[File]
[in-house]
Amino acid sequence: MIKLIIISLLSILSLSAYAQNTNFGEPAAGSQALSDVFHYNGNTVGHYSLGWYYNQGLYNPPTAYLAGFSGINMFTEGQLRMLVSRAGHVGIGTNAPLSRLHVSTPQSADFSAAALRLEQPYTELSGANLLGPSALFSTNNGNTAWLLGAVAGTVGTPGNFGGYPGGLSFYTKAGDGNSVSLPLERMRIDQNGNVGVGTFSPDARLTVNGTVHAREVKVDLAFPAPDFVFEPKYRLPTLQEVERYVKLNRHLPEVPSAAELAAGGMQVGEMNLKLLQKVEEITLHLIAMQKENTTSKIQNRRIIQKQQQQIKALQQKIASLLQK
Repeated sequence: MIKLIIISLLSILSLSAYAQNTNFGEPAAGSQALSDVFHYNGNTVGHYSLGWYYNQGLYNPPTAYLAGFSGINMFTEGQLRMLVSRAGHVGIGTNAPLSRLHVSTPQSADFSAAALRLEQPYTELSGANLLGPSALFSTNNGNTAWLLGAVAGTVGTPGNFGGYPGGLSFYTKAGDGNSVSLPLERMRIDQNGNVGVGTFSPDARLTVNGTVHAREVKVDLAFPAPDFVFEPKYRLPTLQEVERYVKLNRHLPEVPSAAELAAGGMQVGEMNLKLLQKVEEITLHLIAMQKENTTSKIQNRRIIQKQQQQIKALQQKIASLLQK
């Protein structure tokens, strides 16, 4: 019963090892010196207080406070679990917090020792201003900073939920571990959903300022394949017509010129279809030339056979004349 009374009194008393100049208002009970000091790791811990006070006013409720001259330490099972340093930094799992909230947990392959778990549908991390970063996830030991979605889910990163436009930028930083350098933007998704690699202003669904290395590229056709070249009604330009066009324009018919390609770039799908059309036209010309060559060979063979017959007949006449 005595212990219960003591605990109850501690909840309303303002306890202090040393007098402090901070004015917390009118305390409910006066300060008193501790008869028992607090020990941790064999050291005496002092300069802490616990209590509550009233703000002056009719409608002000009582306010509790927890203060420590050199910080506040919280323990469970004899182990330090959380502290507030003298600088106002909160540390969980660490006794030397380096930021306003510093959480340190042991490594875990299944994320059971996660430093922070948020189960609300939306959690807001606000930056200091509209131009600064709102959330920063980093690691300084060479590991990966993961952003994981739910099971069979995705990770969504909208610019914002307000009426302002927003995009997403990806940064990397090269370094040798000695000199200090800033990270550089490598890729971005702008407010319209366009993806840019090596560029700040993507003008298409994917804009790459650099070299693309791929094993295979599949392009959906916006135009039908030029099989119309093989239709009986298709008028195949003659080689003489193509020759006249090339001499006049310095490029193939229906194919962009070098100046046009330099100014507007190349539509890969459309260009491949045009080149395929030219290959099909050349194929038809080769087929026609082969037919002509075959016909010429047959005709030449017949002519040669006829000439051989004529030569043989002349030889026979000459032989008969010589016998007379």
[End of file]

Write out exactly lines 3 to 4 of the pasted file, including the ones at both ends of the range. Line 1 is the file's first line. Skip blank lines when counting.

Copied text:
Repeated sequence: MIKLIIISLLSILSLSAYAQNTNFGEPAAGSQALSDVFHYNGNTVGHYSLGWYYNQGLYNPPTAYLAGFSGINMFTEGQLRMLVSRAGHVGIGTNAPLSRLHVSTPQSADFSAAALRLEQPYTELSGANLLGPSALFSTNNGNTAWLLGAVAGTVGTPGNFGGYPGGLSFYTKAGDGNSVSLPLERMRIDQNGNVGVGTFSPDARLTVNGTVHAREVKVDLAFPAPDFVFEPKYRLPTLQEVERYVKLNRHLPEVPSAAELAAGGMQVGEMNLKLLQKVEEITLHLIAMQKENTTSKIQNRRIIQKQQQQIKALQQKIASLLQK
């Protein structure tokens, strides 16, 4: 019963090892010196207080406070679990917090020792201003900073939920571990959903300022394949017509010129279809030339056979004349 009374009194008393100049208002009970000091790791811990006070006013409720001259330490099972340093930094799992909230947990392959778990549908991390970063996830030991979605889910990163436009930028930083350098933007998704690699202003669904290395590229056709070249009604330009066009324009018919390609770039799908059309036209010309060559060979063979017959007949006449 005595212990219960003591605990109850501690909840309303303002306890202090040393007098402090901070004015917390009118305390409910006066300060008193501790008869028992607090020990941790064999050291005496002092300069802490616990209590509550009233703000002056009719409608002000009582306010509790927890203060420590050199910080506040919280323990469970004899182990330090959380502290507030003298600088106002909160540390969980660490006794030397380096930021306003510093959480340190042991490594875990299944994320059971996660430093922070948020189960609300939306959690807001606000930056200091509209131009600064709102959330920063980093690691300084060479590991990966993961952003994981739910099971069979995705990770969504909208610019914002307000009426302002927003995009997403990806940064990397090269370094040798000695000199200090800033990270550089490598890729971005702008407010319209366009993806840019090596560029700040993507003008298409994917804009790459650099070299693309791929094993295979599949392009959906916006135009039908030029099989119309093989239709009986298709008028195949003659080689003489193509020759006249090339001499006049310095490029193939229906194919962009070098100046046009330099100014507007190349539509890969459309260009491949045009080149395929030219290959099909050349194929038809080769087929026609082969037919002509075959016909010429047959005709030449017949002519040669006829000439051989004529030569043989002349030889026979000459032989008969010589016998007379």